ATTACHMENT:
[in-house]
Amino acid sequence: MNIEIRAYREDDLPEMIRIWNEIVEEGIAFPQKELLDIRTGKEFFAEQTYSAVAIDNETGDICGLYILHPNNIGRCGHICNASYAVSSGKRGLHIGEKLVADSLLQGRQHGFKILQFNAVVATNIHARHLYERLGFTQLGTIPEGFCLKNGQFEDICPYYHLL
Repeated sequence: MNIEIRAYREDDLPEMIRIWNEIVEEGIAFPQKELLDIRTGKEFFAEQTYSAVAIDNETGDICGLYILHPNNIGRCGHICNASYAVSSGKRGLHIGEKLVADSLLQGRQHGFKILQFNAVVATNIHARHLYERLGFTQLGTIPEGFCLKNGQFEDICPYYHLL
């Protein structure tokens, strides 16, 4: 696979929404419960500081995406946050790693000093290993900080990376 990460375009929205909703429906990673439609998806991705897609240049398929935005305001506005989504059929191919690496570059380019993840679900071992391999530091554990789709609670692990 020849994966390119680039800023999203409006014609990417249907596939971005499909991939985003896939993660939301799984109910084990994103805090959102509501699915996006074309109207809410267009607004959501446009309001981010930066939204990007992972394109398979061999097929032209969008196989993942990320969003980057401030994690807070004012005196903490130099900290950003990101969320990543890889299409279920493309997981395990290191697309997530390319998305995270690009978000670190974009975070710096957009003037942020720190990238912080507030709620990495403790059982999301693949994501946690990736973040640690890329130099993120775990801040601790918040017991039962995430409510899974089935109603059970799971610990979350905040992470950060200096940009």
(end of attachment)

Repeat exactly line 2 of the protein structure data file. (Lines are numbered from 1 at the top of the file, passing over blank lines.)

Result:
Amino acid sequence: MNIEIRAYREDDLPEMIRIWNEIVEEGIAFPQKELLDIRTGKEFFAEQTYSAVAIDNETGDICGLYILHPNNIGRCGHICNASYAVSSGKRGLHIGEKLVADSLLQGRQHGFKILQFNAVVATNIHARHLYERLGFTQLGTIPEGFCLKNGQFEDICPYYHLL